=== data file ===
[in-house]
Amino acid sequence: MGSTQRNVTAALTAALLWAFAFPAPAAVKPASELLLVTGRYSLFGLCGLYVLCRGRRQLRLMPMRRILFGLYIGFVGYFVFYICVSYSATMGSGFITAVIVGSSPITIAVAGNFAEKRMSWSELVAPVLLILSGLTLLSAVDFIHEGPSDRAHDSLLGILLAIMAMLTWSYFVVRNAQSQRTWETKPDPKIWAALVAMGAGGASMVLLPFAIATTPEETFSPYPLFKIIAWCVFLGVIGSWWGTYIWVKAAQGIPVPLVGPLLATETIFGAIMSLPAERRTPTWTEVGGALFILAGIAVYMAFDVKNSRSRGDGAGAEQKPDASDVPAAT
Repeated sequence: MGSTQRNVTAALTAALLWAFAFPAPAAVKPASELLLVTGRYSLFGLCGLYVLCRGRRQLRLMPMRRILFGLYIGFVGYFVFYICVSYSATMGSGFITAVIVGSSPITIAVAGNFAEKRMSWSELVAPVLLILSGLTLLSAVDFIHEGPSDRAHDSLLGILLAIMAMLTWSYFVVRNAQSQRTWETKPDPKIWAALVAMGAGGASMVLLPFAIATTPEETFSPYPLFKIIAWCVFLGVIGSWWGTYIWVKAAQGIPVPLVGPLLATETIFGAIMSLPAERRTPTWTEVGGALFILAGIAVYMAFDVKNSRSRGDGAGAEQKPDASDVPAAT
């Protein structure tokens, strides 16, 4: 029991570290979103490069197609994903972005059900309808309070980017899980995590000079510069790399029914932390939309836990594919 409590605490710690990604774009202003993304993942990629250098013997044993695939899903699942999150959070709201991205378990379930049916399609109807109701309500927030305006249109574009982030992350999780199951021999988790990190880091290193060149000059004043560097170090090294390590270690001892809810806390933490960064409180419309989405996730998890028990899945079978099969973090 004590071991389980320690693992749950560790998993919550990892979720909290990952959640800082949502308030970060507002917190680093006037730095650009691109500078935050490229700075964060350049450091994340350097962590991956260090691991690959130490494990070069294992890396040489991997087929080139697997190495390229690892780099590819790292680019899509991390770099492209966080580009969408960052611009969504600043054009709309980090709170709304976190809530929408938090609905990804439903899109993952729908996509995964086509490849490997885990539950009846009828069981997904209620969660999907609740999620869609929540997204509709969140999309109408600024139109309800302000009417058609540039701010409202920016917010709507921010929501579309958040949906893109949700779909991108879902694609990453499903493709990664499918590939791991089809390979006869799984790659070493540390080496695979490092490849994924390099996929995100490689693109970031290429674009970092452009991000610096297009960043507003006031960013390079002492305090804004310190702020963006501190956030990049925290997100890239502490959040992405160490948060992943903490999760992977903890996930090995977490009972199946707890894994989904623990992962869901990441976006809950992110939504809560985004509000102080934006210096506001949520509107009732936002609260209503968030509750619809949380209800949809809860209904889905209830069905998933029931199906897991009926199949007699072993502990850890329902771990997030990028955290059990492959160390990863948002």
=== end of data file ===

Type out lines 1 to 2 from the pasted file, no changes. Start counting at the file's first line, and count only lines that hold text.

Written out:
[in-house]
Amino acid sequence: MGSTQRNVTAALTAALLWAFAFPAPAAVKPASELLLVTGRYSLFGLCGLYVLCRGRRQLRLMPMRRILFGLYIGFVGYFVFYICVSYSATMGSGFITAVIVGSSPITIAVAGNFAEKRMSWSELVAPVLLILSGLTLLSAVDFIHEGPSDRAHDSLLGILLAIMAMLTWSYFVVRNAQSQRTWETKPDPKIWAALVAMGAGGASMVLLPFAIATTPEETFSPYPLFKIIAWCVFLGVIGSWWGTYIWVKAAQGIPVPLVGPLLATETIFGAIMSLPAERRTPTWTEVGGALFILAGIAVYMAFDVKNSRSRGDGAGAEQKPDASDVPAAT